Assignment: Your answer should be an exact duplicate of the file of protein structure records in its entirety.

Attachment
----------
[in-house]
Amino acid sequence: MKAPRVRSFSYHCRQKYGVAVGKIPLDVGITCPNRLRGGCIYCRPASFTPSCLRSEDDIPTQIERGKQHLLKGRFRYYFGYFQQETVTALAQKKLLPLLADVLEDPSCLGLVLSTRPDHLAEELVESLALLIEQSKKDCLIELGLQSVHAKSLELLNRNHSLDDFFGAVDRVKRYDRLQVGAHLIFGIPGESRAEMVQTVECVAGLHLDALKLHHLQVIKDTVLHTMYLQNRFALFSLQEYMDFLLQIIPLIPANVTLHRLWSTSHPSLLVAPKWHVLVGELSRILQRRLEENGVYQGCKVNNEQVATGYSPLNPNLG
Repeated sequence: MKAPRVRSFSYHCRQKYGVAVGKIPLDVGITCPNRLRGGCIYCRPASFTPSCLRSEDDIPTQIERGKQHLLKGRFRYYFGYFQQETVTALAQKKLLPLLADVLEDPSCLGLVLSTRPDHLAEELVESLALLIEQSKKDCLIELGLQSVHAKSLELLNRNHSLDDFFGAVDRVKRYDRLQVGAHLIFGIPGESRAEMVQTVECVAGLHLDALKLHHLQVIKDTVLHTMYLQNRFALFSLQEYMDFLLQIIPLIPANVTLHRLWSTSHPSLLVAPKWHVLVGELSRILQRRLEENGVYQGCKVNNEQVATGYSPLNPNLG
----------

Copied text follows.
[in-house]
Amino acid sequence: MKAPRVRSFSYHCRQKYGVAVGKIPLDVGITCPNRLRGGCIYCRPASFTPSCLRSEDDIPTQIERGKQHLLKGRFRYYFGYFQQETVTALAQKKLLPLLADVLEDPSCLGLVLSTRPDHLAEELVESLALLIEQSKKDCLIELGLQSVHAKSLELLNRNHSLDDFFGAVDRVKRYDRLQVGAHLIFGIPGESRAEMVQTVECVAGLHLDALKLHHLQVIKDTVLHTMYLQNRFALFSLQEYMDFLLQIIPLIPANVTLHRLWSTSHPSLLVAPKWHVLVGELSRILQRRLEENGVYQGCKVNNEQVATGYSPLNPNLG
Repeated sequence: MKAPRVRSFSYHCRQKYGVAVGKIPLDVGITCPNRLRGGCIYCRPASFTPSCLRSEDDIPTQIERGKQHLLKGRFRYYFGYFQQETVTALAQKKLLPLLADVLEDPSCLGLVLSTRPDHLAEELVESLALLIEQSKKDCLIELGLQSVHAKSLELLNRNHSLDDFFGAVDRVKRYDRLQVGAHLIFGIPGESRAEMVQTVECVAGLHLDALKLHHLQVIKDTVLHTMYLQNRFALFSLQEYMDFLLQIIPLIPANVTLHRLWSTSHPSLLVAPKWHVLVGELSRILQRRLEENGVYQGCKVNNEQVATGYSPLNPNLG